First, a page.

A hermit crabs shell serves two purposes: first protection of the soft abdomen and second it prevents dessication (drying out). A hermit crab that has left the protection and life-sustaining seashell home is telling you it’s in distress.
- Physically stressed from poor handling or conditions during capture, transport and/or poor pet store conditions
- Shell fight-another hermit crab has taken its shell-no suitable shell remains
- Changing shells and let go of the old one, which was shell-napped by another crab-no suitable shell remains
- Foreign body/irritant in the shell (sand, pest, fungus NOTE: crabs have been known to hide food in their shell)
- Temperature is too HIGH
- Humidity is off
- Pre-molting, although it rarely happens
Below we expand a bit on these causes.
Land Hermit Crabs endure a great amount of stress before reaching the pet store. The harvesting and shipping of hermit crabs is a very inhumane process and the crabs suffer because of it. They then arrive in pet stores, who in most cases, don’t know how to properly care for them. They arrived stressed out, dehydrated and hungry. Then you purchase them and take them home. Now severely physically damaged the hermit crab will often leave its shell to die.
If there is not a variety of appropriate styles and sizes of extra changing shells in the crabitat for the hermit crab to choose from, there may also be shell fights. This is normally dangerous for the hermit crabs within the crabitat due to the fact that hermit crabs would rather let themselves be pulled apart as opposed to giving up their protective home. Many times this leads to a hermit crab being seriously injured or even killed by the aggressive hermit crab in search of a comfortable shell.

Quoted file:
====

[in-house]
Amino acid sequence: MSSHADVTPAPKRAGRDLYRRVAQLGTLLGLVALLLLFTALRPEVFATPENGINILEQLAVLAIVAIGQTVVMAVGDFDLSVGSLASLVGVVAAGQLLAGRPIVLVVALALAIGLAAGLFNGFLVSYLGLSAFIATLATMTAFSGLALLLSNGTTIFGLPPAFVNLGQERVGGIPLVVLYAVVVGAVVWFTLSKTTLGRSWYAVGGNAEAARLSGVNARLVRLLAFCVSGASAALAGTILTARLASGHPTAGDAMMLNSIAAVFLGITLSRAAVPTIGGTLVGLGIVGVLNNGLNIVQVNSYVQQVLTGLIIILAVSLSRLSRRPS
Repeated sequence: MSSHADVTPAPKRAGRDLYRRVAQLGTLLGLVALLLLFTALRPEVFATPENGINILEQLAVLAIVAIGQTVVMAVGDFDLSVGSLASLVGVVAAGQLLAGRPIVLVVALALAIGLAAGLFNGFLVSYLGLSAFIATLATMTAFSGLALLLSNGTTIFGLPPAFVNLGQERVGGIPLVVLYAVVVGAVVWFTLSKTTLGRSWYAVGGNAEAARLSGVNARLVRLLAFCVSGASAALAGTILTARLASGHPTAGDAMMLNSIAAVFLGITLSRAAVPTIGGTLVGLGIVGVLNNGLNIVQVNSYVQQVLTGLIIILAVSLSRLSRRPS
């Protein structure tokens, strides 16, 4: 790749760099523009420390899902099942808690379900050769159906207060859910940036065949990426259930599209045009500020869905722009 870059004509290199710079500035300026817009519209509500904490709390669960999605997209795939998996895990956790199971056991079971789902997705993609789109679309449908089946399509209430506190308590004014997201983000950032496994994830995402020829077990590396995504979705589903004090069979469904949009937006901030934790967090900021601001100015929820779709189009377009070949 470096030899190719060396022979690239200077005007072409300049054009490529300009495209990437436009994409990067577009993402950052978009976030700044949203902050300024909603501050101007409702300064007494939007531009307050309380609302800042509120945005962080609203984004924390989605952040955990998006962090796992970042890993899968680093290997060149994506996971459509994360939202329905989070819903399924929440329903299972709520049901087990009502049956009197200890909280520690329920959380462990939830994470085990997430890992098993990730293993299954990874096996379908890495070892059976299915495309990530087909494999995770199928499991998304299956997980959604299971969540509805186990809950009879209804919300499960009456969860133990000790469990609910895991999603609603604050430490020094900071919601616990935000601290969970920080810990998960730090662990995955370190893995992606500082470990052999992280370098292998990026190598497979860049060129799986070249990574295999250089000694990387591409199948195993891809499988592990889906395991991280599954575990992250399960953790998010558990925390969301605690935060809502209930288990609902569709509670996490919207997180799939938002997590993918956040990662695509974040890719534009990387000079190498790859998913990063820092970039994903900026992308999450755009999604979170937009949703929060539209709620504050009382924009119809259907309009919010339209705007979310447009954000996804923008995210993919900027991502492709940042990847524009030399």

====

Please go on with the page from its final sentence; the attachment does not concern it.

There are times too when a hermit crab is shell shopping and may of let go of his original shell to try another on and has his shell taken by another tank mate. This forces the hermit crab to find another shell, if a suitable one isn’t available it is left homeless.
Something may have got into his shell and is irritating his soft abdomen. One can rinse the shell out with dechlorinated water, but many times if something is lodged within the shell this doesn’t help much. Boiling the shell in dechlorinated water and giving it a good shake will many times dislodge anything that may be within it. There maybe pests or a fungus within the shell that is irritating his abdomen and will cause him to leave the shell.
Incorrect environment – too hot, too much or too little humidity
If the hermit crab is too warm, to try to cool off a hermit crab will leave their shells. To prevent over heating it is very important to monitor the substrate temperature as well as the air temperature. The temperature at the warm end of the crabitat should be approximately 80-82F. At 85F or higher this is nearing too warm for most hermit crabs to be comfortable (some species do enjoy higher temperatures). The temperature at the cool end of the crabitat should be approximately 72-75F. Hermit crabs are ectothermic creatures and must have the variance of temperatures to self regulate.
If the humidity level is too low in the crabitat hermit crabs feel as though they are suffocating. In hopes of relieving the discomfort they are experiencing they leave their shells. If they had been subjected to a too low humidity, too many times it has already caused irreversible gill damage. For a more accurate humidity percentage reading level, the humidity gauge should be located close to substrate in the middle of the tank away from water sources that can affect the gauges reading. The safe range is 70-80% relative humidity. Cheap analog gauges from pet stores are rarely accurate.
Please calibrate your humidity gauge to ensure how accurately it is reading: